Page 5


Destiny decides How birth order affects learning


Ahead by degrees Save on HECS with TAFE



classrooms, so perhaps school is one place from where the bad rap emanates? When it comes to school, though, the trouble with boys is in fact the trouble with us, the adults in their lives. That’s what Melbourne education consultant Zita Pinda says – when you read between the lines of her sage encouragement and advice on boys education – in our story on

The trouble with boys 10 Boys’ learning is different from girls’

How we learn 20 From cradle to grave, our learning differs Education-year calendar


Dux editor: Kristin Owen Publisher: Sylvia Bradshaw Published by: Leader Associated Newspapers PTY LTD, A.B.N. 34 004 337 446 All items labelled ‘‘Dux special feature’’ are paid advertising. To advertise in Dux contact Karen Chandler on 9875 8346. Leader Community Newspapers cannot be held liable for any errors or omissions. No part of this publication may be reproduced without permission.

DATE: 14/11/06


how boys and girls learn differently. Who was it that said, ‘‘The only way out is within’’? Simple things such as decluttering the classroom and allowing boys to work sitting sideby-side rather than face-tofacecan make a real difference to boys’ school engagement and, therefore, their behaviour. Girls also have particular learning needs and they, too, are explored in the same article by Melbourne journalist and former teacher Shaunagh O’Connor. But gender is, of course, not the only variable in how we prefer to learn. Our age also has influence! How we learn across our lifetime is the subject of another of the articles in this edition of Leader’s DUX magazine. We hope you find all the stories informative and relevant. Enjoy! P.S. Find more information about each of the stories on our website. Kristin Owen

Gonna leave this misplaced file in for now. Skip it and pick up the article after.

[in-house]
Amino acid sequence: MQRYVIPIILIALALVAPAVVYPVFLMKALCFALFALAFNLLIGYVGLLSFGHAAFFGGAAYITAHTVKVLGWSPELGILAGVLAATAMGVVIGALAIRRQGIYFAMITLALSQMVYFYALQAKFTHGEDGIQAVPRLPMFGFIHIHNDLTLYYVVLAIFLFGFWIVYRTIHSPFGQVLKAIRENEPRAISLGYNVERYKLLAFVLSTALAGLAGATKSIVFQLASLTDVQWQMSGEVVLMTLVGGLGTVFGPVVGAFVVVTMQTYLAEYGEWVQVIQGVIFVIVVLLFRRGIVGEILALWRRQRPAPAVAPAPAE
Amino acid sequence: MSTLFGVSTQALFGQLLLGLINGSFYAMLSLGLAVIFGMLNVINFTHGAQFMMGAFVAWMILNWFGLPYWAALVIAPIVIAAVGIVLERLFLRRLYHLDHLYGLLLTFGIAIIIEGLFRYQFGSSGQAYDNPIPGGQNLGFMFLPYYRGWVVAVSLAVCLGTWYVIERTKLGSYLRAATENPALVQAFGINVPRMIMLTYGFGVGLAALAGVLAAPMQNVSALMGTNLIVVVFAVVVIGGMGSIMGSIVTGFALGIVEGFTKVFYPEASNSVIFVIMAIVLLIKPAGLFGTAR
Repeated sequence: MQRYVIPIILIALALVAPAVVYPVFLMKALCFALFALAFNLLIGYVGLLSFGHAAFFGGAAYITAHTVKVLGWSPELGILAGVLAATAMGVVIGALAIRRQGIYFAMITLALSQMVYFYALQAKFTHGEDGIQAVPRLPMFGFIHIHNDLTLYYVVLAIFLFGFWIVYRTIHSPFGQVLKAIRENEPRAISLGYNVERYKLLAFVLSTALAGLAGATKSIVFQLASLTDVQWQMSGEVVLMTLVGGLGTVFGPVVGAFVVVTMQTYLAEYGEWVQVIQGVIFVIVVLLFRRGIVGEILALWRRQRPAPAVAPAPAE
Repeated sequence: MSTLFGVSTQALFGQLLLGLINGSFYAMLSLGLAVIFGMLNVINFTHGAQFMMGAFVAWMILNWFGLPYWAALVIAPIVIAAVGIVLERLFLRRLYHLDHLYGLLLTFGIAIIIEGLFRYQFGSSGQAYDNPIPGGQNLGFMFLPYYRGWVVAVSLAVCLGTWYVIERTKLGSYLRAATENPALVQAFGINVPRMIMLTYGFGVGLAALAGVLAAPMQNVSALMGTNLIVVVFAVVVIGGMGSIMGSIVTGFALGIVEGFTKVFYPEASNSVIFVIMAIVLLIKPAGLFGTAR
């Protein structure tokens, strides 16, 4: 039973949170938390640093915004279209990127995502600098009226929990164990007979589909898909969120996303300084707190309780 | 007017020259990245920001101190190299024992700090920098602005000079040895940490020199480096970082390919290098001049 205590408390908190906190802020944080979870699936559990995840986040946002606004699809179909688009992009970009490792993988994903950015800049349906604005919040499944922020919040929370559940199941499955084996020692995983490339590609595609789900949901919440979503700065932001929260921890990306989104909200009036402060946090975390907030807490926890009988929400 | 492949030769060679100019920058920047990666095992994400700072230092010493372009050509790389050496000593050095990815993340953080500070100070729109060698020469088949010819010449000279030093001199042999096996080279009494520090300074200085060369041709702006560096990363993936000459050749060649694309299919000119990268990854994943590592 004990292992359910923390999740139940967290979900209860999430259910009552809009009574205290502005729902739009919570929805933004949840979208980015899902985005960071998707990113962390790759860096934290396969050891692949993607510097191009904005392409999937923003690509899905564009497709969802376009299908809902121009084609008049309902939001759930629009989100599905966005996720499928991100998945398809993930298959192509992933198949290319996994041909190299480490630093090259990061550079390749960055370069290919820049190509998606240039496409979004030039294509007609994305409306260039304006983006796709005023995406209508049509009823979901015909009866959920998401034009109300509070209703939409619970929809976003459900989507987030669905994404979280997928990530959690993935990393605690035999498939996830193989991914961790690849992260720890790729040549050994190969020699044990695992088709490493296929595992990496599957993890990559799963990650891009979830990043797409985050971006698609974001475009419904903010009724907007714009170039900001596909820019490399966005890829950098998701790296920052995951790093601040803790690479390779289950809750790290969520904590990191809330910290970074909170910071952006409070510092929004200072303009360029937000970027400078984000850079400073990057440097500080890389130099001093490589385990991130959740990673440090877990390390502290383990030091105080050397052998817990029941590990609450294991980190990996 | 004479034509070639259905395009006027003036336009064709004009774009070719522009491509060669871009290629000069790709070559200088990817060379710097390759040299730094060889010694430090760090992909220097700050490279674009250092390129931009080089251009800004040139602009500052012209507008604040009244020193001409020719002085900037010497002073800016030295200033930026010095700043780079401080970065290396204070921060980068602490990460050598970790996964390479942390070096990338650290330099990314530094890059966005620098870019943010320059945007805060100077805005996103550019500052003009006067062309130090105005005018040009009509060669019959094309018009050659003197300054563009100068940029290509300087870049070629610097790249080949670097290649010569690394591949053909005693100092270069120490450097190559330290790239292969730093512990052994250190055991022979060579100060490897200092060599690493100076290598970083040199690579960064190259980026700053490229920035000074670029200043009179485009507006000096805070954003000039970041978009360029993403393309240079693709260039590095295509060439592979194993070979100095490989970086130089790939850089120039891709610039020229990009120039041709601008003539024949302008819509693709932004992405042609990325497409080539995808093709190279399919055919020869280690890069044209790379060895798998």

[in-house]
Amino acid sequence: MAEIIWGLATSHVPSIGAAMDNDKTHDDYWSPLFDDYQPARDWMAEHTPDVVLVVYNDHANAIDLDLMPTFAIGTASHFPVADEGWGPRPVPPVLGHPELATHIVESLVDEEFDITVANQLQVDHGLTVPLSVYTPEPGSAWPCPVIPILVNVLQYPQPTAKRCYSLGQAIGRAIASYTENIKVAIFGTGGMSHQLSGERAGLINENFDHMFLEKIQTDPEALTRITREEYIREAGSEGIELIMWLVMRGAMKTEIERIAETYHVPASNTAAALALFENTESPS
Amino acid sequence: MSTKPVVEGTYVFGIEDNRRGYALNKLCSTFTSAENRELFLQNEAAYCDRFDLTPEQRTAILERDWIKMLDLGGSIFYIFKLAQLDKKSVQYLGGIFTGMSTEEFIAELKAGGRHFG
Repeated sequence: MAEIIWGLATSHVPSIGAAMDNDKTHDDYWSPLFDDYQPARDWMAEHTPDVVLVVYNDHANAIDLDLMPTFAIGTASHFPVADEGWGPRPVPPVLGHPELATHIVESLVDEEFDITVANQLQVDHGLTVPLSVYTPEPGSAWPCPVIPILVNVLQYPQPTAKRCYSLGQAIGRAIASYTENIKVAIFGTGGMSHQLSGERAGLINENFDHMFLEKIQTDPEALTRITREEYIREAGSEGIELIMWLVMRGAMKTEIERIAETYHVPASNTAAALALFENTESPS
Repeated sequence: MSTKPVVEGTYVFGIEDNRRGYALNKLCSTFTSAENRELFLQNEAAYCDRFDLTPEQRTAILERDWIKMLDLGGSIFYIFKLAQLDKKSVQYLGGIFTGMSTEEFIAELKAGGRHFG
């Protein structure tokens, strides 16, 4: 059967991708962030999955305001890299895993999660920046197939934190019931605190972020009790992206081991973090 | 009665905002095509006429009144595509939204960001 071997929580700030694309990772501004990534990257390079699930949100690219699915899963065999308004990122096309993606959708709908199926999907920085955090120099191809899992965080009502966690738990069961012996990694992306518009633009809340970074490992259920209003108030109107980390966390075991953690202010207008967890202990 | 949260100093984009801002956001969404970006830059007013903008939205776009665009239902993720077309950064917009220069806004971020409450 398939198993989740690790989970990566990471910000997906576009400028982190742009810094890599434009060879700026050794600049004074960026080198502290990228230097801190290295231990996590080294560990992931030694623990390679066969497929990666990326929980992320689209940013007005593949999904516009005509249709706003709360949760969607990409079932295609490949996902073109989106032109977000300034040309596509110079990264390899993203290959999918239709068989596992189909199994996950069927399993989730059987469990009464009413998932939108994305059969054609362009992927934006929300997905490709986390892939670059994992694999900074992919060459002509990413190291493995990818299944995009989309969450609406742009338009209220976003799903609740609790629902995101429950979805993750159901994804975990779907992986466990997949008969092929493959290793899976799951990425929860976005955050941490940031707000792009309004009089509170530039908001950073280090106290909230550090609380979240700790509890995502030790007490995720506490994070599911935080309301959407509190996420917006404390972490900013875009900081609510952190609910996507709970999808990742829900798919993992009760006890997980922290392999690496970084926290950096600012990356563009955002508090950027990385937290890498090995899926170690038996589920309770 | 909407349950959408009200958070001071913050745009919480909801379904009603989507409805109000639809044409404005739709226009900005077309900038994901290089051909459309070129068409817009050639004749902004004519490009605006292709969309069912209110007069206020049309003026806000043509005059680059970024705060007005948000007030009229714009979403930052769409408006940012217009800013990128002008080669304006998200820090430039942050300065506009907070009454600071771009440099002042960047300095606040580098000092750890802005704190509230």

Catholic Ladies’ College Ltd. A Century Long Tradition of Quality Education for Young Women

Thursday 14 February 2008


We strive to educate the whole person, encouraging women who can contribute to, and shape society. The teenage years are a time of discovery, possibility and rich potential. At Catholic Ladies’ College, we are committed to a dynamic and engaging program, which is designed to transform student learning and educational experiences.

I warmly welcome you to meet our students and staff at our College Twilight Tour on Thursday 14 February 2008. Margaret McKenna Principal

Applications are welcome for students who are currently in Year 3, 4 and 5 for placement in Year 7, 2009, 2010 and 2011 respectively. For further information please contact our Registrar: Mrs Julie Young on 9430 2076 or Email:

DIRECT BUS Yan Yean Road via Doreen, Yarrambat, ROUTES Plenty, North Greensborough to College Grounds. North Ringwood via Park Orchards, The Pines, and Templestowe to the College Grounds.



19 Diamond Street, Eltham, 3095, Telephone: 9439 4077

Learning to be Leaders: 180 students hold Positions of Leadership Learning today for a brighter future: Student-centered learning, fosters individual growth and life-long learners Nurturing and caring: an environment where each student is valued. Rich Extra Curricular Opportunities/Bush Environment


Our all-girls learning environment provides a breadth and depth of options and opportunities for each student; the beauty of the natural bush setting complements and enhances our learning and teaching program. In educating young women for their places in the modern world, we recognise the strength of our College story and draw on its rich tradition, its inherent values and beliefs.


LAYGROUND gossip rarely fixes on girl trouble.Despite the fact that girls can have issues pretty much peculiar to their gender, boys are the ones more likely to be labelled as ‘‘problems’’ by parents. Why does trouble seem to follow boys around like the stink of dirty socks? When did boys gain troublemagnet status? I believe this phenomenon is rather more akin to a perception. A false one. An idea perpetuated by adults with limited perspective; adults who don’t understand boys. As a mother of a boy (and a girl), I concede yes, generally speaking, boys are louder and more active than girls. Probably more likely to get dirty, too. Maybe. But boys are inherently good and loving just as girls are. Sadly, it often seems to me this idea has been lost. It is undeniable however that boys are over-represented as behavioural challenges in


Dux Magazine 2008  
Dux Magazine 2008  

Dux is your guide to education in Melbourne.